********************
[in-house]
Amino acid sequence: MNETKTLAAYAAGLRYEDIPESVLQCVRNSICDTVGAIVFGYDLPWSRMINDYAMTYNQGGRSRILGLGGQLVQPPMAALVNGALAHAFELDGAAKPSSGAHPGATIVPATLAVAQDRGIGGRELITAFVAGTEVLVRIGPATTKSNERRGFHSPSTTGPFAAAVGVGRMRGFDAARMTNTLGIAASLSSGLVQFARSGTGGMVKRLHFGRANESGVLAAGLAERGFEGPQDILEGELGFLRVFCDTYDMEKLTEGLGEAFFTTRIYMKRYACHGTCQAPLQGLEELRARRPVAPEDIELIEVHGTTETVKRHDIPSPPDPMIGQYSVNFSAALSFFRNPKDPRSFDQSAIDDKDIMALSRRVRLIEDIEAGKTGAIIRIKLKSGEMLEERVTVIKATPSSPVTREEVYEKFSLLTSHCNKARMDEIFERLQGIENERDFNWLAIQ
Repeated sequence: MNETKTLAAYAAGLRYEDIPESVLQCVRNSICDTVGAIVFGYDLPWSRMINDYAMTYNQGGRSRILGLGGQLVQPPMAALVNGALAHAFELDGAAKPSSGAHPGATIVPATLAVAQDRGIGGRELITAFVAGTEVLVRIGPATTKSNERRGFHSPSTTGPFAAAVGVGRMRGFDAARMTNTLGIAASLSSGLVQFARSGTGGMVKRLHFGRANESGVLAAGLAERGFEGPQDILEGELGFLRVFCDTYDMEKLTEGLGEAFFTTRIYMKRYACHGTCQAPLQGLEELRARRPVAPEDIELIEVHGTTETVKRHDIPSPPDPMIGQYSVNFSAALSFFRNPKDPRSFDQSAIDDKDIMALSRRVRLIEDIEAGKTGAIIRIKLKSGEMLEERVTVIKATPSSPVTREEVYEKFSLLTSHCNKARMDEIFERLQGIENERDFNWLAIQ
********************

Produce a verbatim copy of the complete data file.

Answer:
[in-house]
Amino acid sequence: MNETKTLAAYAAGLRYEDIPESVLQCVRNSICDTVGAIVFGYDLPWSRMINDYAMTYNQGGRSRILGLGGQLVQPPMAALVNGALAHAFELDGAAKPSSGAHPGATIVPATLAVAQDRGIGGRELITAFVAGTEVLVRIGPATTKSNERRGFHSPSTTGPFAAAVGVGRMRGFDAARMTNTLGIAASLSSGLVQFARSGTGGMVKRLHFGRANESGVLAAGLAERGFEGPQDILEGELGFLRVFCDTYDMEKLTEGLGEAFFTTRIYMKRYACHGTCQAPLQGLEELRARRPVAPEDIELIEVHGTTETVKRHDIPSPPDPMIGQYSVNFSAALSFFRNPKDPRSFDQSAIDDKDIMALSRRVRLIEDIEAGKTGAIIRIKLKSGEMLEERVTVIKATPSSPVTREEVYEKFSLLTSHCNKARMDEIFERLQGIENERDFNWLAIQ
Repeated sequence: MNETKTLAAYAAGLRYEDIPESVLQCVRNSICDTVGAIVFGYDLPWSRMINDYAMTYNQGGRSRILGLGGQLVQPPMAALVNGALAHAFELDGAAKPSSGAHPGATIVPATLAVAQDRGIGGRELITAFVAGTEVLVRIGPATTKSNERRGFHSPSTTGPFAAAVGVGRMRGFDAARMTNTLGIAASLSSGLVQFARSGTGGMVKRLHFGRANESGVLAAGLAERGFEGPQDILEGELGFLRVFCDTYDMEKLTEGLGEAFFTTRIYMKRYACHGTCQAPLQGLEELRARRPVAPEDIELIEVHGTTETVKRHDIPSPPDPMIGQYSVNFSAALSFFRNPKDPRSFDQSAIDDKDIMALSRRVRLIEDIEAGKTGAIIRIKLKSGEMLEERVTVIKATPSSPVTREEVYEKFSLLTSHCNKARMDEIFERLQGIENERDFNWLAIQ